Fox Hunting Life with Horse and Hound

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Eleven Years of England's Hunting Act

nmf.callar.blogcropLiz Callar photoIt’s been eleven years since England’s Hunting Act of 2004 was enacted by the Labour government, and ten years since the Act was put into effect. So what happened this year?

After the May elections, Prime Minister David Cameron found himself leading a Conservative Party majority government for the first time. Pro-hunting Conservatives were ecstatic and  looked to Cameron to make good on his pledge to bring a free vote to the floor in Parliament. They sought first to abolish the Act, then later hoped to at least modify the Act. Cameron, however, was never sufficiently confident to bring either proposal to the floor. Too many members of his own party, not to mention the Liberal opposition, pledged to oppose him on the issue.

That was the bad news. There was news this month, however, with potential for positive development.

2006 Masters Seminar Featured Distinguished Panelists

tony leahyTony Leahy, MFH moderated a distinguished panel.

The New Masters Seminar, organized by the MFHA and held in Chantilly, Virginia on April 8, 2006 was designed to provide guidance for new Masters. In testimony to the strength of the panel, however, the Seminar attracted over forty Masters, many of whom could hardly be considered ‘new.’ While five of the Masters who attended had less than ten years hunting experience, seven had been hunting for more than forty years, and fully half of the group had more than twenty years hunting experience each.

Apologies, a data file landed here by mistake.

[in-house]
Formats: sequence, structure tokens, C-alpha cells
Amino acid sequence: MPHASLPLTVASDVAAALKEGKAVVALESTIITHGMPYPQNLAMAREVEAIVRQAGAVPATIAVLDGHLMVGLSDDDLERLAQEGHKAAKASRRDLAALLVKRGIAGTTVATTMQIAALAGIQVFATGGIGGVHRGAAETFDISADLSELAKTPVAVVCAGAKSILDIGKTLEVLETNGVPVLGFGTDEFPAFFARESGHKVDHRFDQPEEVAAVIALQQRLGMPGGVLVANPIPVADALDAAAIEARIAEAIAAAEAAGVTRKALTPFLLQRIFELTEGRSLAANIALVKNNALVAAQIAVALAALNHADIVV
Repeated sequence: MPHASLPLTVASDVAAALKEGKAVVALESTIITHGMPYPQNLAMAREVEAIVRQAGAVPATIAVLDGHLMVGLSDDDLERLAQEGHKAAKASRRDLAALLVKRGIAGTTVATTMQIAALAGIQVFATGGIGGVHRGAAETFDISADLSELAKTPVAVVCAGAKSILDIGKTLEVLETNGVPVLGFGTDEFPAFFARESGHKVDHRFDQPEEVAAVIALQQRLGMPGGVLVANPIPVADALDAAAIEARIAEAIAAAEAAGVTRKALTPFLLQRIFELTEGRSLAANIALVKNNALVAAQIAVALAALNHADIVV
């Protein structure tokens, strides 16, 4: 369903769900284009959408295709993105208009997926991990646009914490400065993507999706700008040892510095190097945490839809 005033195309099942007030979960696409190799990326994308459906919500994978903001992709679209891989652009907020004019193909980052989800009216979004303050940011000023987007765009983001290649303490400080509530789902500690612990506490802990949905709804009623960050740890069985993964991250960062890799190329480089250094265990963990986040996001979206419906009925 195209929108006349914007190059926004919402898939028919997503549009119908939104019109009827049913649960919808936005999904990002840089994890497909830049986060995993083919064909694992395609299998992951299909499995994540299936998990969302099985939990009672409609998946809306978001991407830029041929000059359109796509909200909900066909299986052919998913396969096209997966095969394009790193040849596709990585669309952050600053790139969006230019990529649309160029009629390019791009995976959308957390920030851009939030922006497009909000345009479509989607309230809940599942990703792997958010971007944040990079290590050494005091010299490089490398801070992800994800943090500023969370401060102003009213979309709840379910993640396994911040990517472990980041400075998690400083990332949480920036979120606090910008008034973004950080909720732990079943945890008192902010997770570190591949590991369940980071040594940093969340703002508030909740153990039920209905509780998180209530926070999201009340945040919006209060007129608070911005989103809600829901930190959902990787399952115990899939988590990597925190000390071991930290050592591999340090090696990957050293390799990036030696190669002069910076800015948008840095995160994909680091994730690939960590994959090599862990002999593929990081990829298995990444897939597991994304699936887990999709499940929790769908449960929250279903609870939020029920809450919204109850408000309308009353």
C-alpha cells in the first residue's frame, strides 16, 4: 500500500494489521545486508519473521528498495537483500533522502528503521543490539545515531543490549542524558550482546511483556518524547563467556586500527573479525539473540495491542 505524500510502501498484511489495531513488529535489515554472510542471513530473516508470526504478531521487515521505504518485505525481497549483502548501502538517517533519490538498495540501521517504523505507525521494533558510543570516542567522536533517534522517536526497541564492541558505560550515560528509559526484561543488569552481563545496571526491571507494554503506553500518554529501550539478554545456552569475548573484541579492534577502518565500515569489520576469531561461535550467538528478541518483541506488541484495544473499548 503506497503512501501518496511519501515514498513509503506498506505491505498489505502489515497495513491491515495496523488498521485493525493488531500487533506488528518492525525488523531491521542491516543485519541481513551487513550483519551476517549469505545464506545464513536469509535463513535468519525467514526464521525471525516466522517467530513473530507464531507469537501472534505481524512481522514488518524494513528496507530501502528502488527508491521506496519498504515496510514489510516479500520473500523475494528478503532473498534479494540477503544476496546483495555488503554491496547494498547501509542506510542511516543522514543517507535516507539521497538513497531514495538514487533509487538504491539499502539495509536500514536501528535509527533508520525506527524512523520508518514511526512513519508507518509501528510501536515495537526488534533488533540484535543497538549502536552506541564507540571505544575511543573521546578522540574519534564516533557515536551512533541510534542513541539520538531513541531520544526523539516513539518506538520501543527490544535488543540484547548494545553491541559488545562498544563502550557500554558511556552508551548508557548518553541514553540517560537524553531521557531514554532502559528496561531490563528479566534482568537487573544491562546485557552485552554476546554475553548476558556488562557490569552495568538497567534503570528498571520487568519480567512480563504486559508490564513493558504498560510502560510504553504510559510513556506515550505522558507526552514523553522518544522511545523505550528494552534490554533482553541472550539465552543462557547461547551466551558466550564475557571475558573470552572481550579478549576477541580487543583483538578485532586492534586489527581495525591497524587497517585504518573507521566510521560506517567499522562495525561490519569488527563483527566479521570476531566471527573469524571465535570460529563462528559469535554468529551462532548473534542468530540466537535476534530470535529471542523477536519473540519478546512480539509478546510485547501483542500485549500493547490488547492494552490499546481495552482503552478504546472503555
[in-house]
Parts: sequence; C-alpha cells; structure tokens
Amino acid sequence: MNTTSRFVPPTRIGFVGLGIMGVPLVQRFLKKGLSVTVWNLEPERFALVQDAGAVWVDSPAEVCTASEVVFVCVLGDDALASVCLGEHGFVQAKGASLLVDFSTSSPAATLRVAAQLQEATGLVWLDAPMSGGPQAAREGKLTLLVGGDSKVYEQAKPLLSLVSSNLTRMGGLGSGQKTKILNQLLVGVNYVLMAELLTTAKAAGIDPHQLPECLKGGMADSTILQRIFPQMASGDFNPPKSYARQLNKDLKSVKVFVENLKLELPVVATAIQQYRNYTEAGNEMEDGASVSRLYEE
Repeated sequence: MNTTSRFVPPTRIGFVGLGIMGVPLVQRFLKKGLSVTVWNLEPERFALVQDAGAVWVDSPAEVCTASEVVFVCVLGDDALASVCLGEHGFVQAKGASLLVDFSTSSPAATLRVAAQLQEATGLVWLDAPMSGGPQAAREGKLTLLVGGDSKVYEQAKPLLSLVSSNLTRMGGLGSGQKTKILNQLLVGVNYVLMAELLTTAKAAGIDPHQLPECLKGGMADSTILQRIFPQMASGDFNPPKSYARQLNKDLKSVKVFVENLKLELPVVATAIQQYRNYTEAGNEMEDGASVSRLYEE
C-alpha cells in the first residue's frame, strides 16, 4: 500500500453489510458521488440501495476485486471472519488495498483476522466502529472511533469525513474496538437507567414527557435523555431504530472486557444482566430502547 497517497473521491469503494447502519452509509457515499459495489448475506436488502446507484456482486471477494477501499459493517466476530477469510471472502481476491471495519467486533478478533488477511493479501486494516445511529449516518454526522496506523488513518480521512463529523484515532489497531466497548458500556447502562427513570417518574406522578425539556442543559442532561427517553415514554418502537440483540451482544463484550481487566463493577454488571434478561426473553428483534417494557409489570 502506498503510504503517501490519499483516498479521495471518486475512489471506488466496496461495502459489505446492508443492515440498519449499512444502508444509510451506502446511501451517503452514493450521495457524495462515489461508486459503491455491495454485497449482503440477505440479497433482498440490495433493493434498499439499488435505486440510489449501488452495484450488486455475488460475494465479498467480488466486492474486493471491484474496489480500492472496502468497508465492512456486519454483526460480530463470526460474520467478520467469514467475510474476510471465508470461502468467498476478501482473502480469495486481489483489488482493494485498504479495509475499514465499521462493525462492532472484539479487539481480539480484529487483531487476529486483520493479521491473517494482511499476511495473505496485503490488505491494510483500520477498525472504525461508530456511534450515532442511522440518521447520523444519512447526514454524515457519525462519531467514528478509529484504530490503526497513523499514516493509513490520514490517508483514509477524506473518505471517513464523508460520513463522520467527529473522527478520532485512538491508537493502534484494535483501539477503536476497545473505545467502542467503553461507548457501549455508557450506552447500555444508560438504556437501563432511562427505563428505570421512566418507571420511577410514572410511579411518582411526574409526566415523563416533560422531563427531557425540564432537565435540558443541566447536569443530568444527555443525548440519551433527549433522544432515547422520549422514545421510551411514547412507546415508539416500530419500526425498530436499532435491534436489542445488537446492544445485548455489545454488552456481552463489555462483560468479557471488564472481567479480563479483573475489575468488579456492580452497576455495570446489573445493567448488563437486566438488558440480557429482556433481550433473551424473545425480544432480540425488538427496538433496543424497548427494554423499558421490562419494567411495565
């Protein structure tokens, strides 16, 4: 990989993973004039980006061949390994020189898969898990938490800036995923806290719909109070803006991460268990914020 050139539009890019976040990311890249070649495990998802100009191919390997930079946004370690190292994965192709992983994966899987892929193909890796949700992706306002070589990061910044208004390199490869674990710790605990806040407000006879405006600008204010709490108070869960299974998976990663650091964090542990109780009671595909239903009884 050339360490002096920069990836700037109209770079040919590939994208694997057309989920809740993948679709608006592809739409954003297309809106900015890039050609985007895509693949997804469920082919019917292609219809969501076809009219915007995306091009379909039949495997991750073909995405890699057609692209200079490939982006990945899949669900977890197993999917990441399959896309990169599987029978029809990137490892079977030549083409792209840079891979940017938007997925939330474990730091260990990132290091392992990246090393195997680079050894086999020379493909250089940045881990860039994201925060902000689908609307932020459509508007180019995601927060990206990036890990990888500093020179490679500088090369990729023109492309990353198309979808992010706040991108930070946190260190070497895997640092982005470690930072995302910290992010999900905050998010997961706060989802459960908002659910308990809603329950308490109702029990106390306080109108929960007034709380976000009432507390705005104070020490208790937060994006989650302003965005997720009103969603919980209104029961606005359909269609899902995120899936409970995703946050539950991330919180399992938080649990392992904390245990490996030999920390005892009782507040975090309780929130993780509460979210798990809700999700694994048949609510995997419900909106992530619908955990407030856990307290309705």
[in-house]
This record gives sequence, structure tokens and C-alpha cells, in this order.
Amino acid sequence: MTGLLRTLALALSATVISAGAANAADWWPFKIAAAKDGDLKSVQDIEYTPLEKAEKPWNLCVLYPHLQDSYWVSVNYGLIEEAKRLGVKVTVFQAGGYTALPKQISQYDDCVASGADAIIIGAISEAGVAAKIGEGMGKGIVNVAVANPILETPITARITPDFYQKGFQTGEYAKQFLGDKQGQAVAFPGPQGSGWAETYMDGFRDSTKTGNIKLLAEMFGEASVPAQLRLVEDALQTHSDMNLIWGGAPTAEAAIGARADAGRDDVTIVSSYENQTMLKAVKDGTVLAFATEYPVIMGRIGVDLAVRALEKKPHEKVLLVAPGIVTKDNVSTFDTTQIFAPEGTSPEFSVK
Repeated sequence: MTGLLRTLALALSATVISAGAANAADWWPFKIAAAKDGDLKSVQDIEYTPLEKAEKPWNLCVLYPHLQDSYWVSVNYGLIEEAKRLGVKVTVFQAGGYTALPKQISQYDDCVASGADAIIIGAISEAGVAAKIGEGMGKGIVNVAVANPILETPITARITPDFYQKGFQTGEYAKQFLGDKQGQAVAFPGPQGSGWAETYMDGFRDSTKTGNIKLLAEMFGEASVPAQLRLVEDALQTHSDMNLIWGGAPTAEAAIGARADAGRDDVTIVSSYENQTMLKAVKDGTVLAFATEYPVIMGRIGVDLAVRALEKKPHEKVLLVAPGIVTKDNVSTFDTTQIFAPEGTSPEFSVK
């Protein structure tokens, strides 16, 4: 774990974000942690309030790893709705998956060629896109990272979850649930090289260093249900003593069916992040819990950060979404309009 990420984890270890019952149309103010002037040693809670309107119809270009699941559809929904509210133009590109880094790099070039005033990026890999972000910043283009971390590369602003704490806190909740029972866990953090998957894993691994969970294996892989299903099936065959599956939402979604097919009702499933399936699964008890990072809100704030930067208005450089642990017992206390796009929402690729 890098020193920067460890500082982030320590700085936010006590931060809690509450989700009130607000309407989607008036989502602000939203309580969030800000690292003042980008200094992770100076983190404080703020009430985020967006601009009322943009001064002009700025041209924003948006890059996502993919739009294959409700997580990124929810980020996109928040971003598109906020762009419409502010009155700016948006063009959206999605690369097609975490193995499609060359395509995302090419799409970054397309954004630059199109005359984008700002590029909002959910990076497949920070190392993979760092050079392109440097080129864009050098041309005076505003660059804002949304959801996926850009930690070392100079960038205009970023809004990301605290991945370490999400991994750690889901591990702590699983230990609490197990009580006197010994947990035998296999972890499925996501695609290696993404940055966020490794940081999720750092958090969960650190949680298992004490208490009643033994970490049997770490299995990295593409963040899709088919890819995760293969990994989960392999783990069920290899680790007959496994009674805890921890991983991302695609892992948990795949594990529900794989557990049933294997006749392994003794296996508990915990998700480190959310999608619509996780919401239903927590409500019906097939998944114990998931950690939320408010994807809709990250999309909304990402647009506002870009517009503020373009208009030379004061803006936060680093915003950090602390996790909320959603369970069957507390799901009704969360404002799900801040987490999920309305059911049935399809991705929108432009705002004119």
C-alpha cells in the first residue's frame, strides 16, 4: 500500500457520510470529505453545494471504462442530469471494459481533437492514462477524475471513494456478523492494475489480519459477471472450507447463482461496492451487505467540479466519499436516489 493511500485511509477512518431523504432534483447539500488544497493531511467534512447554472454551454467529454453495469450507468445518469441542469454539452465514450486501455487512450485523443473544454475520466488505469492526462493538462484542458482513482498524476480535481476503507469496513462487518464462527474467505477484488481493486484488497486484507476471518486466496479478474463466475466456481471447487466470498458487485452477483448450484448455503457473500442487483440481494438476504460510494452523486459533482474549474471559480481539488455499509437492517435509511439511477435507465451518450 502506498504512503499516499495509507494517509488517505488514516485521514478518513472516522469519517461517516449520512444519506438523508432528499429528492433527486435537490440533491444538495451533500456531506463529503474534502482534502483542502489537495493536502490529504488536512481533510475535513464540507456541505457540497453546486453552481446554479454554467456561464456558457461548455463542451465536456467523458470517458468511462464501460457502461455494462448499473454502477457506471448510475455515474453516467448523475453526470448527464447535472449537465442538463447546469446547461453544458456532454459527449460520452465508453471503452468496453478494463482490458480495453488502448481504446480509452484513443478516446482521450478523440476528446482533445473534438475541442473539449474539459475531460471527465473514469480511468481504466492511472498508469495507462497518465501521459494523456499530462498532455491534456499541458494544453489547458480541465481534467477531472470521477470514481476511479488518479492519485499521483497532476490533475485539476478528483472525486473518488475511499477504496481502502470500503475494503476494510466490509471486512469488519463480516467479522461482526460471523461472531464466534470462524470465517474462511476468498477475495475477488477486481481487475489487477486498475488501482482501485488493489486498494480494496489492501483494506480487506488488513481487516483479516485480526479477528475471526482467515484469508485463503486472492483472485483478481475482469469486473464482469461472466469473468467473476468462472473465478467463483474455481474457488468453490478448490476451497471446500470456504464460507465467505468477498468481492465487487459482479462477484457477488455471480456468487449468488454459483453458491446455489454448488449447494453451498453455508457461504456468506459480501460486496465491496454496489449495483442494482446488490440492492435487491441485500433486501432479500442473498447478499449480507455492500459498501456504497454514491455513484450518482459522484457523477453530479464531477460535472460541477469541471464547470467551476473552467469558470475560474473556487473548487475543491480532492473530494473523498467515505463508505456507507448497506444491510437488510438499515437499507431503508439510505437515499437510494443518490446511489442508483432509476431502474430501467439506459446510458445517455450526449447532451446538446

The panel was composed of five former MFHA presidents: Benjamin H. Hardaway, III; J.W.Y. ‘Duck’ Martin, Jr.; Dr. John W.D. McDonald; C. Martin Wood, III; and James L. Young. This august group came to the party offering a total of 270 years of foxhunting experience!

Among the topics discussed were: Managing the Breeding Program; Managing Professional Staff; Private, Subscription, or Membership Packs; Land Conservation; Breeding Hounds for Coyote or Fox; Sportsmanship; and Tradition. The Panel Moderator was Tony Leahy, MFH.

Foxhunting Life Has a New Look!

nf.manny.maisanoJoanne Maisano photoTa...dah! A new look for Foxhunting Life and two new subscription plans!